By Bob Spiwak

It’s a sunny Monday and despite weather forecasts to the contrary, one gets the feeling we are over the hump. If you refer to the Off the Wall column on this page, there is a bit of chilling history that may well put that feeling to the lie. For now we can report that the snow measurer thing at Harts Pass is again sending data after weeks on and off. The snow depth as of this morning is an even 100 inches, the snow/water content gives us a reading of 28.5 or 133 percent of average.

Earlier in the week when the last larger snowfall came there appeared a caution that its arrival (or departure) could produce rising river flows, and the possibility of dangerous high water and even flooding or washouts on small streams and creeks. We have had no word of any of this happening and are thankful for that, in particular along the areas ravaged by the past two years’ fires.

The birds are appearing in greater numbers, nothing to write home about although this is home and I’m doing just that. So we have more chickadees, mountain and black cap, ever bolder, hanging around the porch, occasionally banging into the door window and, as is their nature, buzzing our heads as we go outside, sometimes with birdseed, sometimes without.

Steller’s jays have trebled in number. There was a loner hanging about all winter, then another appeared a few weeks ago and currently they have become a trio, operating individually to snatch sunflower seeds not only from their feeding place, but also what is there for the chickadees.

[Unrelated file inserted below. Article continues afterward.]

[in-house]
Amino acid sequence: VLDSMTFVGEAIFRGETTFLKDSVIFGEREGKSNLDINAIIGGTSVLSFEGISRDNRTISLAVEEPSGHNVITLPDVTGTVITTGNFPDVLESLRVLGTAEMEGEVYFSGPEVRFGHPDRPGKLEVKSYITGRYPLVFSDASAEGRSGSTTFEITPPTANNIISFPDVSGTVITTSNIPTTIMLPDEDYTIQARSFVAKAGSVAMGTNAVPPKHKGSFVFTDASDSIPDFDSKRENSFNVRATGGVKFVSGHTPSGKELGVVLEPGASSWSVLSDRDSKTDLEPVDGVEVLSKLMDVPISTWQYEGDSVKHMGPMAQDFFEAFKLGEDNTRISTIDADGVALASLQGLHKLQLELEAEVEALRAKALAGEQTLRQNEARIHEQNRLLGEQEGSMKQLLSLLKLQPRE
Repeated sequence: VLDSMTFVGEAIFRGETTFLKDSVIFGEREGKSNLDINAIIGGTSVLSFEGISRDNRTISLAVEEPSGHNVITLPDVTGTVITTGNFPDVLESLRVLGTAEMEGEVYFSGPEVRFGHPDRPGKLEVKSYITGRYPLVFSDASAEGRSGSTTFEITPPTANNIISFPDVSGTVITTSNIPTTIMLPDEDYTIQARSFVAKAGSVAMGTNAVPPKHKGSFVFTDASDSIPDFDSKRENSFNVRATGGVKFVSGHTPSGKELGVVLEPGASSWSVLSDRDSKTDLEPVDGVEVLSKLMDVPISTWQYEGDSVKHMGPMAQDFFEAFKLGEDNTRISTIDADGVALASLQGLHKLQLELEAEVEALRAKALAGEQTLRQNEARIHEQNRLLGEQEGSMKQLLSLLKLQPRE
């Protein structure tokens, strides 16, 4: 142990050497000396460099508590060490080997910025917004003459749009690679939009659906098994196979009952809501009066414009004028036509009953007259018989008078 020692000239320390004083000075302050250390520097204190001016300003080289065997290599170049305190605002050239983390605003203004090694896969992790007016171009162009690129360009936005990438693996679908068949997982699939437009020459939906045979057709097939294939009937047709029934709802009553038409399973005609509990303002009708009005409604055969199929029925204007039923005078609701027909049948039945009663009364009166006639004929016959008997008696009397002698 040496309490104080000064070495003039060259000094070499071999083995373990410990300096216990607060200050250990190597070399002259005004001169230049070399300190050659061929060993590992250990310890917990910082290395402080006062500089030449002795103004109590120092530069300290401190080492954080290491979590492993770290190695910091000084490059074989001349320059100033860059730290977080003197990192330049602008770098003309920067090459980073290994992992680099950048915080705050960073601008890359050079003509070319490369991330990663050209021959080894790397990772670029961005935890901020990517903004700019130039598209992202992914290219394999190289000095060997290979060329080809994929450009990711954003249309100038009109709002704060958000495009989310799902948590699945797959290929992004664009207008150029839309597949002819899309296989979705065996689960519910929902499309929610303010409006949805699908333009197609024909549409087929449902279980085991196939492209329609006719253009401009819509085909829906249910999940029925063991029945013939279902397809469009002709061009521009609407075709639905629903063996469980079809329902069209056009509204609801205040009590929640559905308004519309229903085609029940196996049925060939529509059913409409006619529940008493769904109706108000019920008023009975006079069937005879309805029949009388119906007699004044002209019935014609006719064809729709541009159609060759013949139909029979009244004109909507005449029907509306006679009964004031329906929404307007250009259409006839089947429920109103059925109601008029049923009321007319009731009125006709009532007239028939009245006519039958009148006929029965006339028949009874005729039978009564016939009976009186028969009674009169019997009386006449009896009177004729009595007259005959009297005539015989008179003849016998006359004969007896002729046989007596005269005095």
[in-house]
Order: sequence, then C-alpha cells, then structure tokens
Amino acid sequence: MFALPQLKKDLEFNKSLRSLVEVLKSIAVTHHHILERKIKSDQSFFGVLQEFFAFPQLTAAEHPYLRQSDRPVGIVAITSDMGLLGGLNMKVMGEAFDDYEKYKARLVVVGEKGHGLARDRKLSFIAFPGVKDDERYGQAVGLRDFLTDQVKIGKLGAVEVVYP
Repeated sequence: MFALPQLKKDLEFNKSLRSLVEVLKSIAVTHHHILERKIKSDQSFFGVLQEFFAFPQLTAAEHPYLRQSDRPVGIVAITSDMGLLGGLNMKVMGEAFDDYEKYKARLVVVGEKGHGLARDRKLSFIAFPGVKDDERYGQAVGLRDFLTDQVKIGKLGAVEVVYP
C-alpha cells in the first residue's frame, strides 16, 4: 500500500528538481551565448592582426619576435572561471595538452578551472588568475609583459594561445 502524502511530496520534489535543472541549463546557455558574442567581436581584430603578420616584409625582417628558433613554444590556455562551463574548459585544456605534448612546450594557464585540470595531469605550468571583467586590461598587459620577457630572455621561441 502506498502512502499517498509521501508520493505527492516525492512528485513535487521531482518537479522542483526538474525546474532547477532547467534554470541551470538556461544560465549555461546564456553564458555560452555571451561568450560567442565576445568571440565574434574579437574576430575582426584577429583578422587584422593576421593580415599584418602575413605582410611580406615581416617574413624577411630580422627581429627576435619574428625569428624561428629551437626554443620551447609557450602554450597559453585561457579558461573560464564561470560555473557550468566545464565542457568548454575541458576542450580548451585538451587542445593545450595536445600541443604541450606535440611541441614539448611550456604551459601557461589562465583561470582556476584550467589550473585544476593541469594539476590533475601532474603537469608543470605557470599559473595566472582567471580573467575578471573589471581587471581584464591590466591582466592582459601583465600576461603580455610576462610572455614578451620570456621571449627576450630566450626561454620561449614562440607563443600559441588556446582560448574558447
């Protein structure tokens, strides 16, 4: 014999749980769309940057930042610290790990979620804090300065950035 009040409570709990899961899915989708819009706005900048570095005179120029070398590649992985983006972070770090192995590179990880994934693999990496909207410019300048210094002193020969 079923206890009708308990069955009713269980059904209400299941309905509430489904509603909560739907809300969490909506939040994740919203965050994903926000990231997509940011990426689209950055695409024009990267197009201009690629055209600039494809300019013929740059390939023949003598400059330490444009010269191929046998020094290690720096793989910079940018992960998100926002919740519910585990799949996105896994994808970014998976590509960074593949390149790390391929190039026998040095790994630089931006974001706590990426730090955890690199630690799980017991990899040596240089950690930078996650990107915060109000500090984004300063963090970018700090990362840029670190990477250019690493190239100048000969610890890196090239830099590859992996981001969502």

I’ve been astonished by the numbers of customers at the Mazama store, especially at lunch time. Going there on Sunday at about 1 p.m., the parking lot was over-full as were the tables inside. The usual checkout line was refilling itself. On a non-holiday weekend with Washington Pass shut down, this would indicate that people, not all of them skiers, were driving up here to eat or shop — all coming from somewhere to the east to which they would have to return.

The snow. It seems to be playing a game of tag with the sun as to which will embrace us more. So far the white stuff is in the lead and lately it’s been two or three snow days, then sunshine for a day, then more snow and the cycle again begins, with the sun diminishing the pile against the snow gauge only to be reinstated with the next snowfall.

How much? An anonymous but much-appreciated person gave snow-depth information covering the past 30-plus years. This appeared on the Bulletin Board and is based on statistics from the Spokane national weather site. Many of us remember the 1996-’97 winter as the snowiest in memory, a whopping 136.5 inches fell. There were reports from Lost River of over 12 feet of undrifted snow. We got off easy here in tropical West Boesel with a maximum of about 7 feet. The two previous years were no slouches — 1995-’96 had 82.8 inches and 1994–’95 measured 81.6 inches.

We’ll have to wait a month or two to determine our score for this season.  One thing is certain, there is more to come.